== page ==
Next Media, controlled by Hong Kong mogul Jimmy Lai Chee-ying, agreed to sell its Taiwan print and television businesses to two consortia for NT$17.5 billion (US$601 million), spokesman Mark Simon said on Wednesday.
Next Media will sell its Taiwan print assets to four investors including Want Want Chinatimes Group President Tsai Shao-Chung, William Wong of the Formosa Plastics Group, Chinatrust Charity Foundation Chairman Jeffrey Koo Jr. and Lung Yen Life Service Corporation Chairman Lee Shih-tsung, Simon said.
Lai, known for criticizing the Chinese government, is exiting most of his Taiwan businesses after battling regulators for licenses and distribution rights.
The investment by Tsai, son of Want Want China Chairman Tsai Eng-meng, may raise regulatory concerns as Lai’s Apple Daily and Tsais’ China Times will have a combined newspaper market share exceeding 45 per cent, according to National Chung Cheng University’s Kuang Chung-Hsiang.
“The deal may have to obtain approval from the fair-trade commission,” Kuang, an assistant professor of communications, said before the annoucement. “The overhang is there.”
Lee Tai-hung, chairman of Taiwan Fire & Marine Insurance, replaces Tsai in the group buying the television assets, Simon said. The pacts were signed at around 11:50pm in Macau on Tuesday, Simon said.
An official announcement, including details of each transaction, will be released later on Wednesday, Simon said. Apple Daily Taiwan, a Next Media publication, reported the agreements earlier on Wednesday, which Simon confirmed.
Next Media, which suffered two annual losses due in part to its Taiwan television and multimedia unit, said on November 12 it will post a substantial loss for the six months ended September. The Tsais’ China Times Group controls newspapers and TV channels.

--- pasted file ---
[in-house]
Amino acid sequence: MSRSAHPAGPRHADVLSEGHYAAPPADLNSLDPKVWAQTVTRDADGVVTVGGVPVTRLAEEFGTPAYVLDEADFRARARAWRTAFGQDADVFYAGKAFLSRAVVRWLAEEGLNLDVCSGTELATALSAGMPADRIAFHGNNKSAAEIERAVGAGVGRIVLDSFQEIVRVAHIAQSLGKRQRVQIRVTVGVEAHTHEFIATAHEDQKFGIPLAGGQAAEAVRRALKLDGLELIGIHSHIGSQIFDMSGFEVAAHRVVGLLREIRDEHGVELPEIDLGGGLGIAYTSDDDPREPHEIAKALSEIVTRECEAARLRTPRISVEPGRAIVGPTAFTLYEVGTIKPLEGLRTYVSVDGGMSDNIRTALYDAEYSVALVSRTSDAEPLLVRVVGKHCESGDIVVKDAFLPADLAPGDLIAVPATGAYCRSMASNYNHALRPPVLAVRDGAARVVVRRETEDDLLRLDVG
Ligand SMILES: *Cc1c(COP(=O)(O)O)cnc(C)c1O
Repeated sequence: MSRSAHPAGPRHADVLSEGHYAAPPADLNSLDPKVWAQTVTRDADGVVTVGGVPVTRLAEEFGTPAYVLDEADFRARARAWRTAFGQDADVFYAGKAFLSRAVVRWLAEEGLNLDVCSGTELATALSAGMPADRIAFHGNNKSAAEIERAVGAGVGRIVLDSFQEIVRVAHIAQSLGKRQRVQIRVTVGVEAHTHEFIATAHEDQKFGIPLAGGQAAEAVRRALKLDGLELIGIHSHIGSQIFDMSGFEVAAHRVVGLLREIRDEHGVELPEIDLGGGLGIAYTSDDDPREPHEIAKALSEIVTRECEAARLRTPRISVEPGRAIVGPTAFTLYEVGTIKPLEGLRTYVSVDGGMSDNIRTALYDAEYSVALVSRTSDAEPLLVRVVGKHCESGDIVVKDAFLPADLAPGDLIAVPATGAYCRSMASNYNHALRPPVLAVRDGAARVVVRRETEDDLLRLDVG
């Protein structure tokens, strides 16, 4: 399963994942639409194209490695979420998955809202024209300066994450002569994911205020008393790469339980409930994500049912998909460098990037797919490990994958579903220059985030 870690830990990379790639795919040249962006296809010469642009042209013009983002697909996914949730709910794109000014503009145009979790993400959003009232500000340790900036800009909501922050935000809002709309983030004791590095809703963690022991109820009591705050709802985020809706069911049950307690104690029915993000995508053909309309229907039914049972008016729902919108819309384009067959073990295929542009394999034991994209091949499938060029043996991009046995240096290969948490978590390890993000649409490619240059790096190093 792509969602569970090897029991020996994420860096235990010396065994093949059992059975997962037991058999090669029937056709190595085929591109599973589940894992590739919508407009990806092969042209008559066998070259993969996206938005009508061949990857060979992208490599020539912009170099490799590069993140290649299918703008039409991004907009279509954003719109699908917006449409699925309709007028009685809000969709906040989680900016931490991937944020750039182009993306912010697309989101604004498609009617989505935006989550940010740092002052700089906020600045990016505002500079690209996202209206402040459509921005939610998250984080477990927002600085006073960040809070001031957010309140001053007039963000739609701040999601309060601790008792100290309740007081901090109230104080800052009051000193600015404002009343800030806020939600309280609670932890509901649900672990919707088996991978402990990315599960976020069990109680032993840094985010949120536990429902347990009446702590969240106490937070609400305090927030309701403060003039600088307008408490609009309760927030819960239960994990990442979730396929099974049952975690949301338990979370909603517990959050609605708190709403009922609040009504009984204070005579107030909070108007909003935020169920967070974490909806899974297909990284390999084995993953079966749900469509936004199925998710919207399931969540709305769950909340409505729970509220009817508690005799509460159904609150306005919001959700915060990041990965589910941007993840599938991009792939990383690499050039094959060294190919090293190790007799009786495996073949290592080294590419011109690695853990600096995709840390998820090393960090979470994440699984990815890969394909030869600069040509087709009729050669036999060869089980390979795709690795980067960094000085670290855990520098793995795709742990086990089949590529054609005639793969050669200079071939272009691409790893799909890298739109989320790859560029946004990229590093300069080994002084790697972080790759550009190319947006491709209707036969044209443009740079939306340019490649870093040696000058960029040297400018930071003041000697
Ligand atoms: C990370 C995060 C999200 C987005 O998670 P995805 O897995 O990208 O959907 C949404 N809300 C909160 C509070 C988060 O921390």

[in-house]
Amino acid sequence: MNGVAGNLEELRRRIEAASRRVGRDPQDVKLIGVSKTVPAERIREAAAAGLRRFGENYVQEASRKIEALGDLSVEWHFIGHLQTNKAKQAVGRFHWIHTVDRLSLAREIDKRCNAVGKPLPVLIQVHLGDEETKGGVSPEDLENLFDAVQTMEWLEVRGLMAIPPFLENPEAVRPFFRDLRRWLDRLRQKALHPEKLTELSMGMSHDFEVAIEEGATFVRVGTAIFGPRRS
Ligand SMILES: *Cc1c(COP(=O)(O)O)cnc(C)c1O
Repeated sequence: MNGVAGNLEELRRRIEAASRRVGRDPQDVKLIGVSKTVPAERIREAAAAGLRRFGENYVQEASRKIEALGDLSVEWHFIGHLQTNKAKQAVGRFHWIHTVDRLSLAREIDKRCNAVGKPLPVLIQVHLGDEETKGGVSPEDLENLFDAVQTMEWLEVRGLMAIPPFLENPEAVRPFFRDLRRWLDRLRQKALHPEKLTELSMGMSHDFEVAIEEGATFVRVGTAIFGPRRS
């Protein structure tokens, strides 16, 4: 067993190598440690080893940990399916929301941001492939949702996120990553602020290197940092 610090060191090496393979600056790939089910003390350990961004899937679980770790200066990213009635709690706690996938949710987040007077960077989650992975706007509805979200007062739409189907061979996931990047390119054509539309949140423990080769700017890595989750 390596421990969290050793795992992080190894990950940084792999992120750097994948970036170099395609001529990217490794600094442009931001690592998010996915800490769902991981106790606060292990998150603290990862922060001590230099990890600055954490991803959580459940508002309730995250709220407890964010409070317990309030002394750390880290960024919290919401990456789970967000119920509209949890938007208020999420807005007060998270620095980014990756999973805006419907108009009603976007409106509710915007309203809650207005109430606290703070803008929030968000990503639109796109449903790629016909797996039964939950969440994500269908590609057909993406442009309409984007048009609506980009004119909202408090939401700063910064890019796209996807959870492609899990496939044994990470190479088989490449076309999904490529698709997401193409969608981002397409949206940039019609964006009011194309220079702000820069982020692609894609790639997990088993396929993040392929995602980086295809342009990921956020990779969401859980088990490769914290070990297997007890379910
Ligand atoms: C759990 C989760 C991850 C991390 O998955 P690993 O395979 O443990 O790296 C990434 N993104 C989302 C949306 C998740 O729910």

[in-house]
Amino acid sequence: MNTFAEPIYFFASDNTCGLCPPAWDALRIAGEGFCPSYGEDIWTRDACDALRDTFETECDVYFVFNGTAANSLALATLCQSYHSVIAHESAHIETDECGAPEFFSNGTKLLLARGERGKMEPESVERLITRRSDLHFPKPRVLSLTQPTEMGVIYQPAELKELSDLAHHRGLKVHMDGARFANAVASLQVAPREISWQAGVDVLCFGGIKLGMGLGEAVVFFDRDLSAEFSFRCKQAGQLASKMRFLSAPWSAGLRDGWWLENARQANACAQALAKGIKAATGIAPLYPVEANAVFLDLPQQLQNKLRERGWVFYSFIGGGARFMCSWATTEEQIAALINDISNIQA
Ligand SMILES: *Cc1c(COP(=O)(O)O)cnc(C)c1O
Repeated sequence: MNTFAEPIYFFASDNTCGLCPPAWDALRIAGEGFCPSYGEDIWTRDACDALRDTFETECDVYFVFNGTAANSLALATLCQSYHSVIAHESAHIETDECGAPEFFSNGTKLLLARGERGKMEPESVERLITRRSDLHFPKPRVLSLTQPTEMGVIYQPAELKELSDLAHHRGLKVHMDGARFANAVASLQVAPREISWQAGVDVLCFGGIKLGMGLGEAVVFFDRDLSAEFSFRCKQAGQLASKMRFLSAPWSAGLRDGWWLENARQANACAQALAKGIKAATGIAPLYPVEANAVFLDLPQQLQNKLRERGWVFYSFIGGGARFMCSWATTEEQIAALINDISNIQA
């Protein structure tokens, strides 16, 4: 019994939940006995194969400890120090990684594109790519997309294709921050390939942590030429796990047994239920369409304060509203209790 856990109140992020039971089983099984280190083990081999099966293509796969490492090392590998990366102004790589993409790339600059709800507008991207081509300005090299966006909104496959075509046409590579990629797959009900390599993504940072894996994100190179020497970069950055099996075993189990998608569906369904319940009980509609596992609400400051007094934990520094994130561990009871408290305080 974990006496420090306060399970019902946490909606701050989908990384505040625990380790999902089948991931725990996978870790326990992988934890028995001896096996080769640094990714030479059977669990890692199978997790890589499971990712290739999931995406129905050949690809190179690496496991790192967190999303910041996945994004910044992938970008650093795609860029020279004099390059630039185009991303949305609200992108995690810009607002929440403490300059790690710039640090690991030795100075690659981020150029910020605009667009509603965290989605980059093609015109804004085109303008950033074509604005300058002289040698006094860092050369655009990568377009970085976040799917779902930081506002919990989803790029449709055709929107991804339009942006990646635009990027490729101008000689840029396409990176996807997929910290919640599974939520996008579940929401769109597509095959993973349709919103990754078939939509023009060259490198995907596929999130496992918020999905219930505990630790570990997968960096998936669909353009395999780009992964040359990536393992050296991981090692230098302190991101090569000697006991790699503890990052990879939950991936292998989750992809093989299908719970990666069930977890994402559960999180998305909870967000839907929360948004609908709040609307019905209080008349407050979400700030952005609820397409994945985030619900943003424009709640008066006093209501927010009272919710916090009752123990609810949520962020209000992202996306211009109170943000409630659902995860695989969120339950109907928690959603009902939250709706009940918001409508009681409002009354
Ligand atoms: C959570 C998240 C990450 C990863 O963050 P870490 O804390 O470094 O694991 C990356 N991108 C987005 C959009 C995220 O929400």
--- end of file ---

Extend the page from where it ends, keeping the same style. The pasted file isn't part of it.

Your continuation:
The younger Tsai is also a director of Asia Television and serves on the Taiwan government’s Straits Exchange Foundation. His father was in July granted conditional approval to buy Taiwan cable-television operator China Network Systems for US$2.4 billion after regulators asked for guarantees of independence from mainland China interests.
Taiwan has been ruled separately from China since 1949 when members of the Kuomingtang party fled to the island after losing a civil war with Communist forces. Relations between Taiwan and China reached their warmest in more than six decades as Taiwan President Ma Ying-jeou focused on economic ties and dropped the pro-independence stance of his predecessor.
“The deal would be a disaster for democracy in Taiwan,” opposition Democratic Progressive Party spokesman Lin Chun-hsien said in a statement on November 26. “The monopolization of media and shadow of China will hurt freedom of the press and free speech.”
Next Media’s Apple Daily and Next Magazine are banned in mainland China because of their anti-Beijing stance. Lai started the Taiwan version of Next magazine in 2001, followed by Apple Daily, known for celebrity gossip and graphic depictions of violent crimes.
Lai said in a video clip posted on Next TV on October 16 that he had failed in Taiwan. His exit comes as business and political ties improved between the island and China after Taiwan President Ma took office in May 2008.
William Wong is chairman of Formosa Plastics Group, Taiwan’s biggest diversified industrial conglomerate with businesses making products ranging from semiconductors to detergents.
The group took in nearly US$80 billion in sales in 2011, and its listed entities include Formosa Plastics, Formosa Chemicals & Fibre, Formosa Petrochemical and Nan Ya Plastics.
Lee Tai-hung’s Taiwan Fire & Marine posted a 25 per cent decline in net income last year to NT$700.6 million, according to Bloomberg data. Lee Shih-tsung heads a funeral business that reported US$63 million of net income last year.
Chinatrust Charity Foundation chairman Jeffrey Koo Jr is the son of Chinatrust Financial Chairman Jeffrey Koo. The company is the fourth-biggest listed financial company in Taiwan by market capitalization. His appeal against an insider trading conviction for misusing Chinatrust Financial funds to buy a stake in Taiwan’s Mega Financial Holding is pending.
Next Media is suspended in Hong Kong trading today. The stock jumped 41 per cent on October 18 after an initial agreement with Koo was announced.
Lai will retain own 70 per cent of Taipei-based Next Media Animation, with Next Media holding 30 per cent, Simon said. Next Media’s Taiwan operations accounted for about 42 per cent of its sales for the year ended March 2012, its second-biggest market after Hong Kong.
Losses at its Taiwan television and multimedia unit widened to HK$1.17 billion (US$151 million) last fiscal year from HK$459 million a year earlier, according to its annual report.